I’ve lived in my house here in St. Louis since 1992. (Four of those years we rented out the house and lived in Brooklyn, New York.) When we moved in, I did a little research about my house, which was built in 1908, at city hall, where I the building permit. And when the 1940 census was released, I did some census research on the house, which I talked about in this 2013 post.
On Saturday, I attended a workshop at the Missouri Historical Society’s library on doing house history research. It was a great experience. The library itself–which I had never visited–is absolutely beautiful. The building was once a synagogue and it has lovely interior with an incredible domed ceiling. (That’s a picture of the interior of the dome at the top of this post.)
The Missouri Historical Society has put a lot of work into its house history resources page, with many resources spelled out. Some are available in the library, some are available online, and some are at other facilities, like St. Louis City Hall.
Associate Archivist Dennis Northcott took us through all these resources at the workshop. He even went to the trouble to find samples for each resource using the addresses the workshop attendees were researching.
After the workshop I came home and started to work on researching my house. I started by looking at the census research I’d already done. (It was so long ago that I hadn’t saved the images digitally.) I thought about how I wanted to organize the information, particularly since a traditional family tree wouldn’t be applicable.
I decided to use my latest favorite app, Trello, to keep track of the research. I made a House History board, with a list for library lookups and a list for each of the addresses I’m researching. As I spelled out in my previous post about researching my house, mine is one of four two-family houses in a row built by a man for his four daughters. So I’m interested in all four houses plus I’m interested in the houses the daughters lived in prior to and after living in mine. I’m also interested in the other owners and tenants of my home and, to a lesser extent, the occupants of the other three homes of the quartet.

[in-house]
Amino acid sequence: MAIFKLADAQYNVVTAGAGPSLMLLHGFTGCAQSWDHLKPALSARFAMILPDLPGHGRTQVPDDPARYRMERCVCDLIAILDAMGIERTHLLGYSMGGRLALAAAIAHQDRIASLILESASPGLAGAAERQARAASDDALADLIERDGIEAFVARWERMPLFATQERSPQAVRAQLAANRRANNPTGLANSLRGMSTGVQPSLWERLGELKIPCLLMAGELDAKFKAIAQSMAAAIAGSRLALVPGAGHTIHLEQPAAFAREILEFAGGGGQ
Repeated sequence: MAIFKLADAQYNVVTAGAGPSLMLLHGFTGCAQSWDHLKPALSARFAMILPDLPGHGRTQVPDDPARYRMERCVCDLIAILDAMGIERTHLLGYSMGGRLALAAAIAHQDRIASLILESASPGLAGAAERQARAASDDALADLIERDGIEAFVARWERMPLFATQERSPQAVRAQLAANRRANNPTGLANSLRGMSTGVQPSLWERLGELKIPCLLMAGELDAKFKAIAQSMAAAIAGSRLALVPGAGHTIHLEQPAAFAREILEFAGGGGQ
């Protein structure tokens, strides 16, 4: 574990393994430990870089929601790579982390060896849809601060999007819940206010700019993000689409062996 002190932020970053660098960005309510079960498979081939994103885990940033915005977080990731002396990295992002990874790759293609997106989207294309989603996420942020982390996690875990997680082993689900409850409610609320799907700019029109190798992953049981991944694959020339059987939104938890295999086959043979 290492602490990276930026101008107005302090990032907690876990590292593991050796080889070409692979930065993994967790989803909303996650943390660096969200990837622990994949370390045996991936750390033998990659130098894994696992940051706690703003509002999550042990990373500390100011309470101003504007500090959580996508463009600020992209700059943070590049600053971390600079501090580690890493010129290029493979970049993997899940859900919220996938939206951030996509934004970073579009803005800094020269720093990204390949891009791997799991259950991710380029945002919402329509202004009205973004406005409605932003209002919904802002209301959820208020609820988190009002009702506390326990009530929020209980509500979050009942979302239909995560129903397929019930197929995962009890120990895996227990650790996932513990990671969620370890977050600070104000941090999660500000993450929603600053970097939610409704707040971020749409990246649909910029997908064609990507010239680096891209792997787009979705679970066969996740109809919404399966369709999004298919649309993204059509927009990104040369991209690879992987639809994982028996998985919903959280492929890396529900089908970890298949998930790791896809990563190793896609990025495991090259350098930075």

Here’s a picture of my Trello House History board as it stands today:
The other thing I did at the outset was to create an Evernote checklist of the resources spelled out on the Missouri Historical Society website.
So far, in addition to census research, I’ve done newspaper research. Next up will probably be city directories as well. Tomorrow, I’m going to go to the Missouri Historical Society Library to do some research with a friend who has an interest in the history of his beautiful old home. I don’t want my house history research to distract me too much from my genealogy research, but it sure is fun!